world’s future leaders, and the networks and relationships that we build with them while they are here will be hugely important for Cambridge nationally and internationally in decades to come. The North West Cambridge (NWC) development is, in part, a response to the housing needs of post-docs; anyone who works with post-docs will know how shocked they are to discover the high rents they have to pay for low-quality housing in and around Cambridge. In the first phase, from 2016, NWC will provide low-cost, highquality accommodation for around 500 key workers, most of whom will be post-docs. Eventually, there will be around 1500 key worker homes. As Roger Taylor, project director for North West Cambridge, described in CAM 68, we are progressing well with the design of the buildings and the surrounding cityscape, and we now need to embark on creating the social and intellectual framework that will provide the equally important support mechanisms for post-docs and their families. Many Colleges are beginning to provide ways of involving post-docs in their social and academic life, and this is very welcome, but the scale of provision in conventional Colleges will not be able to satisfy the demand. NWC cannot provide homes for all of our post-docs. Indeed, not all would wish to be accommodated in that way, but it is clear that there is much to be done to understand the needs of the postdoctoral community and then to provide the appropriate structures. We expect to make a part-time appointment of a director of postdoctoral affairs very soon to take a strategic lead in this area. He or she will be a senior figure, probably an academic with extensive experience of post-docs and of fundraising, who will lead a small team and consult widely, with a view to creating a strategic vision of what we should aspire to achieve. It is time for the University’s structures to embrace our postdoctoral colleagues wholeheartedly – and that includes giving them the same access to alumni privileges that our graduates have traditionally enjoyed.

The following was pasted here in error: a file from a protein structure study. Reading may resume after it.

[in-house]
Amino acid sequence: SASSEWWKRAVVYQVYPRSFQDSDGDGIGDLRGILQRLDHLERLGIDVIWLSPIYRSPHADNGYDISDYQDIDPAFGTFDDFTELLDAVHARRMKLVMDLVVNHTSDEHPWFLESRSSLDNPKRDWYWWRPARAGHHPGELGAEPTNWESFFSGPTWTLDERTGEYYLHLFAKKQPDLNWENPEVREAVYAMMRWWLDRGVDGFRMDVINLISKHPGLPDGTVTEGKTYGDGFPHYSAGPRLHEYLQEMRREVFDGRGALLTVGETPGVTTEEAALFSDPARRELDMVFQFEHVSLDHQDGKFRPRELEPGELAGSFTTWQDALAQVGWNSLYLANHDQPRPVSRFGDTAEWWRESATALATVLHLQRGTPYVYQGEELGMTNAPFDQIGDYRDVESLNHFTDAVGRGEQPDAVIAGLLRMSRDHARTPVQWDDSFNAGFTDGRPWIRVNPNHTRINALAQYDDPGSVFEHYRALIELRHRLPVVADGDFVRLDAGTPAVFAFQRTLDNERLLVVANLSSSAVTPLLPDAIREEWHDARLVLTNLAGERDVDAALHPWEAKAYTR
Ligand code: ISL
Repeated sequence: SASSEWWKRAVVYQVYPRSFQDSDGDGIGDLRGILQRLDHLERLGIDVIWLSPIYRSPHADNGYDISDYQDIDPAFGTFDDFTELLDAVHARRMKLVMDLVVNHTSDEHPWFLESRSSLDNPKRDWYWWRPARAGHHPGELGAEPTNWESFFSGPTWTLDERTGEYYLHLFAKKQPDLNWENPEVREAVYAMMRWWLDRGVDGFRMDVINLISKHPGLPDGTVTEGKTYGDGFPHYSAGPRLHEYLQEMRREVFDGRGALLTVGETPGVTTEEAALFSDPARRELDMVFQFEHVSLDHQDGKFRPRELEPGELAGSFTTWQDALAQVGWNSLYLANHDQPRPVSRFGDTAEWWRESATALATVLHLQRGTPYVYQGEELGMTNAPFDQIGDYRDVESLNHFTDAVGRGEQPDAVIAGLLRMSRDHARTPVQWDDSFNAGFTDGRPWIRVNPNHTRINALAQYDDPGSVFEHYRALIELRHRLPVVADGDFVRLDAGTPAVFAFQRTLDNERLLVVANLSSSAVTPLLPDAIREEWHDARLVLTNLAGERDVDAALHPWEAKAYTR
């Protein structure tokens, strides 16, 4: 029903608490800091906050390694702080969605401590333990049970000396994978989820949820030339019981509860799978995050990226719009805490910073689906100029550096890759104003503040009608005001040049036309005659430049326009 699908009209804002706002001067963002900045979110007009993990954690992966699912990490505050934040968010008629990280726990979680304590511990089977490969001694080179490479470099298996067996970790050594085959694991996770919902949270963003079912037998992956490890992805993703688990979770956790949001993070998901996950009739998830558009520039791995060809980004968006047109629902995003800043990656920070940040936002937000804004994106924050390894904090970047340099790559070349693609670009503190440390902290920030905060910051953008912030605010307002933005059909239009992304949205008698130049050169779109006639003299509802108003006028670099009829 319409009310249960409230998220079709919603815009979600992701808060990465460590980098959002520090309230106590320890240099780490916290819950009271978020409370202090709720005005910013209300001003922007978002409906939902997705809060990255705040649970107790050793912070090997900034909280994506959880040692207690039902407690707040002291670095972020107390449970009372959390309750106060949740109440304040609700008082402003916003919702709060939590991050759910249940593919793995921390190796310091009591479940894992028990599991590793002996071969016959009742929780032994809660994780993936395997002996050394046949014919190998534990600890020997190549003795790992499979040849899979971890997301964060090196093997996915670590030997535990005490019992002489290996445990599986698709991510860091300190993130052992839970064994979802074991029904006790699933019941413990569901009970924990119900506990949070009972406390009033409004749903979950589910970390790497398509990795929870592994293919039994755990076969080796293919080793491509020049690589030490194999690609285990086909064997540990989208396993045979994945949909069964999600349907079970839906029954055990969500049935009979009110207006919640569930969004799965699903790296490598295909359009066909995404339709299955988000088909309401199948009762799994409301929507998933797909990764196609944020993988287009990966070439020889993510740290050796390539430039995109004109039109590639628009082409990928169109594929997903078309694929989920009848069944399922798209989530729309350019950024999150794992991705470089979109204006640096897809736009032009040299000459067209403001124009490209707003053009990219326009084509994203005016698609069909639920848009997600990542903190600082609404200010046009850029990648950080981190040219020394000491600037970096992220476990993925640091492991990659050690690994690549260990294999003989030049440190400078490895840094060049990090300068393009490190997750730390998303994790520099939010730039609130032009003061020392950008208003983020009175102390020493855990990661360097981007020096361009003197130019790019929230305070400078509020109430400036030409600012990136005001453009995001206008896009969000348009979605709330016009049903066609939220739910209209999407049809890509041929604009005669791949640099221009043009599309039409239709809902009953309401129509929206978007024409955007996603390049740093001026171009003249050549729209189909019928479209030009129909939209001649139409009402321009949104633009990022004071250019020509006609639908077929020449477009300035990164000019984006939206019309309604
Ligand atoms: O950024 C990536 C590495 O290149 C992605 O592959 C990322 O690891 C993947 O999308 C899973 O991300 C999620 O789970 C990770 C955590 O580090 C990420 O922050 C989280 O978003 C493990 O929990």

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Extracurricular

Books Summer reading What will you be packing in your suitcase (or downloading onto your e-reader) this summer? CAM gathers recommendations from our panel of alumni and academics Words Anne Wollenberg Illustrations Satoshi Hashimoto